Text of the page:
Fallout 4

F4_Wiki_BannerI really enjoyed Fallout 3 and Fallout: New Vegas. I played both of them to death, despite the bugs. It was therefore, no surprise to me that I was super excited about Fallout 4 when I heard it was being released.  The only issue really, was Bethesda, they’re not well known for releasing bug free stuff, and on top of that, I’d found Skyrim to be lacking any soul.  I feared that perhaps Fallout would be gutted, ripped of its sense of being and left cold and emotionless on the floor.

I needn’t have worried.  I’ve read reviews and comments from people who find Fallout 4 lacking; they say it’s just a big tower defence game, or there’s little purpose beyond travel to point A, shoot the enemy to death, and then return to point B.  I’d argue that’s no different to Fallout 3 certainly, although Fallout: New Vegas was a little richer than that.  However, the key with all three games is that the main quest line, and in fact, most of the side quests, aren’t where Fallout games get their humanity, their soul, or their poignant introspective.  They get those from the little letters, terminal messages, holotapes, non-main-quest NPC dialogue and other sources of background information.  Seeking those out, reading everything is what gives me the sense of enjoyment from the world, and Fallout 4 delivers on that level as well as the others.

Power Armour Army

Power Armour Army – about half the suits I eventually collected. There they’re displayed on top of the three story house I built for myself.

There are tales spread throughout the whole of the Boston, Massachusetts (the location for Fallout 4) of people living, dying and being reborn in the aftermath of the nuclear war.  Yes, there’s a main quest (mirroring that of Fallout 3 in many ways), and yes there are factions (bringing something from New Vegas more formally into Fallout 4).  Yes, the Brotherhood of Steel turn up (of course), and there are raiders and supermutants and ghouls.  There are vaults and mercenary groups, and bars and shops and blasted wasteland.  All of these things are there.  They’re all to be explored, and shot up.  But the soul, the jam in the centre of this delicious doughnut is the treasure trove of hidden history that you only get by digging through the bodies of those you have vanquished.

Knee deep in ghoul remains, trying to find a vacuum tube, you discover a hastily scrawled note.  A husband, telling his wife where he has gone, and that he will be back.  You know he never made it.  Half dead from a deathclaw attack, you open a cabin door and find the remains of a young woman, running away from home to be with her lost love.  She never found him.  Resplendent in your new power armour, you find an abandoned room in a sewer, and huddled in the corner is a skeleton, grasping the last Salisbury steak box a 10mm pistol and 5 rounds of ammo on the ground.  You know they made a last stand, defending the boxed meat product from all-comers.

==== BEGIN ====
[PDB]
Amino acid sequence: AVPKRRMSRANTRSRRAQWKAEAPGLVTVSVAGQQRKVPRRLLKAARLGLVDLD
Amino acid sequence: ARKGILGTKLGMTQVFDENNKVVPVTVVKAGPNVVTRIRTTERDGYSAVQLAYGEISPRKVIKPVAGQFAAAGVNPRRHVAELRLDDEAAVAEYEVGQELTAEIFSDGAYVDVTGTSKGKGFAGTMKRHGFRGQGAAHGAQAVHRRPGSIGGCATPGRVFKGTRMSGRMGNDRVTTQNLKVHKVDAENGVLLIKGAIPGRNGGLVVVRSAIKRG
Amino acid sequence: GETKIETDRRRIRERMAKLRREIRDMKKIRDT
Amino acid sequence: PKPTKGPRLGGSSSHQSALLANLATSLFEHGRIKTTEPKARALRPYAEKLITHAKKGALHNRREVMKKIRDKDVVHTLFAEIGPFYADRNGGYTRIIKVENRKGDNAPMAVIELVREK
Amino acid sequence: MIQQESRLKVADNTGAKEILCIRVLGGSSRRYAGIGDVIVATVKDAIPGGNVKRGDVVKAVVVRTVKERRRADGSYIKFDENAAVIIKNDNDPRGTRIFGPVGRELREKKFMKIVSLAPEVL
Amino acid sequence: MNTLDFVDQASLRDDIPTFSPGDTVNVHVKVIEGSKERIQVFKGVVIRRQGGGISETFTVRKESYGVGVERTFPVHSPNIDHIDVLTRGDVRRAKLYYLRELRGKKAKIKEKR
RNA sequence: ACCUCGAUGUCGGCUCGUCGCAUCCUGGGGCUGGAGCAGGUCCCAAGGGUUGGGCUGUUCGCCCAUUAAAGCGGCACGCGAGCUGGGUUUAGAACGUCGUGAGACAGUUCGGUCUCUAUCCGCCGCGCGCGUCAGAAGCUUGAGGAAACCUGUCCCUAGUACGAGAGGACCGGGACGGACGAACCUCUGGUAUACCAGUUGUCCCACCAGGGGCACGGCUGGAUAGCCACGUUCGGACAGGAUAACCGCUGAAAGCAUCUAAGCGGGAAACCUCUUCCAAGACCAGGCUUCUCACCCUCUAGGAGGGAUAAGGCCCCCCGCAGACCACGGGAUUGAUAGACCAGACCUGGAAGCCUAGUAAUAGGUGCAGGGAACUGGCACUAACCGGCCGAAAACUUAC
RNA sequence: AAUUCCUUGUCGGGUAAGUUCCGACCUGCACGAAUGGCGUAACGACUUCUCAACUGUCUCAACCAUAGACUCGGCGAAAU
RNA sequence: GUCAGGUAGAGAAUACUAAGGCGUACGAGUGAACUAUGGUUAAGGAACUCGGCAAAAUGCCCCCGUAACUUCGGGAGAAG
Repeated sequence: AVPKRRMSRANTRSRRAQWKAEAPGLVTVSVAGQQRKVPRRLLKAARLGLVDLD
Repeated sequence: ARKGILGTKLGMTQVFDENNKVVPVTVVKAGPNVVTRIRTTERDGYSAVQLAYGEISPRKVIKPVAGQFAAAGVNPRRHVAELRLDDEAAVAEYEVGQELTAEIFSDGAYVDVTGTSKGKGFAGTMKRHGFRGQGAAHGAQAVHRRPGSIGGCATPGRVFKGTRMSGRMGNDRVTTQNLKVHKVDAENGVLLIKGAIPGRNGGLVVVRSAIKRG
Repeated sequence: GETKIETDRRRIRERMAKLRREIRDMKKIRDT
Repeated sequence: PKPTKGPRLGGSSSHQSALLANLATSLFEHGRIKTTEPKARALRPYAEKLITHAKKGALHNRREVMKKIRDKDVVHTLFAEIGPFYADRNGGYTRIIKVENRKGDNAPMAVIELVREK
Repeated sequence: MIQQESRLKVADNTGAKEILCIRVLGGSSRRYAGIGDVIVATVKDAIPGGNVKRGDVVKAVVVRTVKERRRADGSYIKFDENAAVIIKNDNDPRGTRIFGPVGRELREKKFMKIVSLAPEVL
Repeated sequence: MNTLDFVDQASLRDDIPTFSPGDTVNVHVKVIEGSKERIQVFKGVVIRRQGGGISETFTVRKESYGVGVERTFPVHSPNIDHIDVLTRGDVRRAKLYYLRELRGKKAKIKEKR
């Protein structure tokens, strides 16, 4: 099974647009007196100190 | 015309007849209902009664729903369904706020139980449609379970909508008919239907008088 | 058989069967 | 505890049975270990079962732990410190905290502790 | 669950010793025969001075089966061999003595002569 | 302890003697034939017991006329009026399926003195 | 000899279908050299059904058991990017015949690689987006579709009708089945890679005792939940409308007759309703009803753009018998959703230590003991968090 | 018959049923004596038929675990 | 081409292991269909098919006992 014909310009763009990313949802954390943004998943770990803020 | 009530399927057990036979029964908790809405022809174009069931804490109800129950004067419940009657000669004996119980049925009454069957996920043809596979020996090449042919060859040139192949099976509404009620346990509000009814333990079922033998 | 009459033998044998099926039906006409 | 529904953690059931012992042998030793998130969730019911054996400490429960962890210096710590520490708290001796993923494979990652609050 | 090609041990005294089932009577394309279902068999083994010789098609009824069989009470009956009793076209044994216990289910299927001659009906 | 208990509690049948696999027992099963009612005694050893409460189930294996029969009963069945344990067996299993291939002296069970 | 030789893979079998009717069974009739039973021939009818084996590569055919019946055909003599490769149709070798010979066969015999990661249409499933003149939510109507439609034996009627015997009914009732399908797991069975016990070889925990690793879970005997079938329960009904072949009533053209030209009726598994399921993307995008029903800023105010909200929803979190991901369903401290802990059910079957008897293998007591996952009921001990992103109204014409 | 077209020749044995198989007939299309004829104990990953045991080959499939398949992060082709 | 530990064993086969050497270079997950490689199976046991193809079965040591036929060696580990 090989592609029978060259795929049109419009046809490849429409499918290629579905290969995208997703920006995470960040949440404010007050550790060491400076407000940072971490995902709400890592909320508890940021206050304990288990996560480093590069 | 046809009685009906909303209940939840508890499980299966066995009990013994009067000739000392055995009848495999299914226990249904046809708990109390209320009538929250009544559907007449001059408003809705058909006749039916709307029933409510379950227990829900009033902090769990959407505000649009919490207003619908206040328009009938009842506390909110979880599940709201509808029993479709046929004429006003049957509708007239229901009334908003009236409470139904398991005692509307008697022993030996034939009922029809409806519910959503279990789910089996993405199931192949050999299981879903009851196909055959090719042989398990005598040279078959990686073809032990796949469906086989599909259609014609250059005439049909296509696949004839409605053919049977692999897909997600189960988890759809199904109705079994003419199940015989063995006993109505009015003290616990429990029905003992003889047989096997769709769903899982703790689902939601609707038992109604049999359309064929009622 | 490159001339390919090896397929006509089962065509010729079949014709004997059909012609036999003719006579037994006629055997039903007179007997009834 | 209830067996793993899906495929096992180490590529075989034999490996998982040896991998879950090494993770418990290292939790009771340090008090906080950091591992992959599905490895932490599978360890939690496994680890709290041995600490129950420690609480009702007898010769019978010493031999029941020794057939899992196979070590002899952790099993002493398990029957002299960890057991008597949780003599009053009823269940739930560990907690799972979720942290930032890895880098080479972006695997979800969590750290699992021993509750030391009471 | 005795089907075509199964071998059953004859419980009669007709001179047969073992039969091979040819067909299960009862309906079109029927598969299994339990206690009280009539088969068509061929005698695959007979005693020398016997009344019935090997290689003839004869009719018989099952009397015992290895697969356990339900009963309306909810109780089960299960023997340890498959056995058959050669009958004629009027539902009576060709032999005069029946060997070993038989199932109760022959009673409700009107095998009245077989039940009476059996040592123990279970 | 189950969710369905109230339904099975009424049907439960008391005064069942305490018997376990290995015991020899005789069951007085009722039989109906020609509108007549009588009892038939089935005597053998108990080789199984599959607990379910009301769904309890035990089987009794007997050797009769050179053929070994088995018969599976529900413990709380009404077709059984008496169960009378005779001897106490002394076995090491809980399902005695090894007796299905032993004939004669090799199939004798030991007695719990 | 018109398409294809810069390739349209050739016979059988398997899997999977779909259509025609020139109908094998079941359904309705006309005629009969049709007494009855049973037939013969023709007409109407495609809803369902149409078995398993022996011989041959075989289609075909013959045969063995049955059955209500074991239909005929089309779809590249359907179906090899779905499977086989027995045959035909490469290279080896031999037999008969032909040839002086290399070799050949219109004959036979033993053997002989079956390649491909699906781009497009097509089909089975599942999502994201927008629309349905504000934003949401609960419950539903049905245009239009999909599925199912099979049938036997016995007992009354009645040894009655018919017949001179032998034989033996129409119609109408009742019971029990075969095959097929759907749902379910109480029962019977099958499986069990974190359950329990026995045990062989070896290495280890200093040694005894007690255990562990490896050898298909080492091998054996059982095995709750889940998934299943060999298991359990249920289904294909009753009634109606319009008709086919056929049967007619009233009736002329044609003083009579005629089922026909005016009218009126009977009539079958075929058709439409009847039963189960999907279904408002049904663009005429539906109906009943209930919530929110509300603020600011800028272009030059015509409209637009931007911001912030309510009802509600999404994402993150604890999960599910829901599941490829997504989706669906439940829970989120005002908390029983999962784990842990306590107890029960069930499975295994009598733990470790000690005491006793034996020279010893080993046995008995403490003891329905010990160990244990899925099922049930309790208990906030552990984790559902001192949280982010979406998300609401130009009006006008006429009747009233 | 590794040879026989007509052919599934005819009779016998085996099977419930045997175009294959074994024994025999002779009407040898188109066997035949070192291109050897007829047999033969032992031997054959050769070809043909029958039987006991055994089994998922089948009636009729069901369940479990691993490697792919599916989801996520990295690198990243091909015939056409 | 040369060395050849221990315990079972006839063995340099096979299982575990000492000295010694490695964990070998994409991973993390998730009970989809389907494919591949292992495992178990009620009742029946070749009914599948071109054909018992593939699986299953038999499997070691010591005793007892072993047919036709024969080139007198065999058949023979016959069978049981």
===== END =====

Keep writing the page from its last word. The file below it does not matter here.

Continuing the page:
This is Fallout 4, this is why it still has a soul, and this is why I played it for over a hundred hours.

Power Armour - Back View

Here are the suits from the back

The main quest is clearly signposted as always, but you’ll struggle to simply follow that and do nothing else.  As with Fallout 3 the second location you need to reach is a fair hike across the map and unless you have excellent luck and incredible tunnel vision, by the time you get there you’ll be knee deep in side quests.  F4 has companions and factions which affect which quests you get offered, which ones you can complete and how the game ends.  Having to repair weapons and armour has gone, and the crafting system from New Vegas has been boosted with weapons and armour being highly customisable.  The two key new features are settlement building and the way power armour is handled.  I won’t talk about how those features work (the web is covered in that) except to say, I really enjoyed the settlements, and while the new power armour has advantages and disadvantages, I enjoyed it, and found it less game breaking in some ways than the power armour in F3.

The all new voiced dialogue was interesting, and although I don’t think the game needed it I think it benefited from it.  Dialogue wasn’t quite as witty as Fallout: New Vegas, but it was still engaging and at least on my first play-through of a quest (i.e. assuming I didn’t die and have to do it again) I didn’t skip any dialogue (which I’m notorious for, even when it’s unheard).

The locations are interesting, with some new approaches and some old classics.  I did find some of the z-axis layouts very hard to understand and deal with – both inside buildings (their own discrete areas) and in the open world setting.  There are some very high places you can reach through some very convoluted routes, which frustrated me several times.  I’m sure other people love them, and I learned to deal with them, but as with F3 and F:NV, it’s not always obvious how to navigate around key locations.

NPC companions are varied and interesting, and their dialogue is all spectacularly different, which was enjoyable.

Power Armour - Side View

Dramatic shot of power armour!

Some of the faction quests were very repetitive (especially the Minutemen), and they didn’t always feel joined up.  I often completed a Minutemen quest for a settlement which had already joined the cause, only to be told it was great to get another settlement on-board.  I didn’t personally suffer any significant bugs, certainly nothing quest related.  I did get stuck in the scenery once and had to reload a save (Greté played on the PC, and the one time she got stuck she used a console command to get out, I was very jealous).  There were times when my character just stood still after dialogue, both he and the NPC kind of playing chicken to see who would walk away first.  It always resolved itself eventually but I’ve read some people getting stuck like that and having to reload.

Faction-breaking quests (where you cause one faction to hate you) are clearly telegraphed, and for the most part I knew if my actions were going to upset someone.  However, as with F3 and F:NV it is possible to do the quests in such an order that you confuse the NPC’s who won’t let you hand a quest in because they’re eager to talk about something else.  Also, as with all Bethesda games, I found NPC’s would assume I had knowledge of an event long before I actually triggered it.